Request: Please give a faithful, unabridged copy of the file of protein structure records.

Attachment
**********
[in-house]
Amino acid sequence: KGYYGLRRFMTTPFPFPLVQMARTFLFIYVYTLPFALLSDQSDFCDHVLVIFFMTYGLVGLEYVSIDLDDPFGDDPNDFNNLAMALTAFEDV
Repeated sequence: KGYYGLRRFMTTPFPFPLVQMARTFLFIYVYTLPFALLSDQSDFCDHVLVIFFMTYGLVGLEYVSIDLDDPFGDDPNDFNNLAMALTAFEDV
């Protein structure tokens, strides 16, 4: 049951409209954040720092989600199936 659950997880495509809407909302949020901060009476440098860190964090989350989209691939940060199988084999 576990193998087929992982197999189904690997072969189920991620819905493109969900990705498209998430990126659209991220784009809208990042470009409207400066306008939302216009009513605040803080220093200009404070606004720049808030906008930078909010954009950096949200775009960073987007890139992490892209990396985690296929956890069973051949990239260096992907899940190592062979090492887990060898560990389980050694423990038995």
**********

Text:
[in-house]
Amino acid sequence: KGYYGLRRFMTTPFPFPLVQMARTFLFIYVYTLPFALLSDQSDFCDHVLVIFFMTYGLVGLEYVSIDLDDPFGDDPNDFNNLAMALTAFEDV
Repeated sequence: KGYYGLRRFMTTPFPFPLVQMARTFLFIYVYTLPFALLSDQSDFCDHVLVIFFMTYGLVGLEYVSIDLDDPFGDDPNDFNNLAMALTAFEDV
């Protein structure tokens, strides 16, 4: 049951409209954040720092989600199936 659950997880495509809407909302949020901060009476440098860190964090989350989209691939940060199988084999 576990193998087929992982197999189904690997072969189920991620819905493109969900990705498209998430990126659209991220784009809208990042470009409207400066306008939302216009009513605040803080220093200009404070606004720049808030906008930078909010954009950096949200775009960073987007890139992490892209990396985690296929956890069973051949990239260096992907899940190592062979090492887990060898560990389980050694423990038995």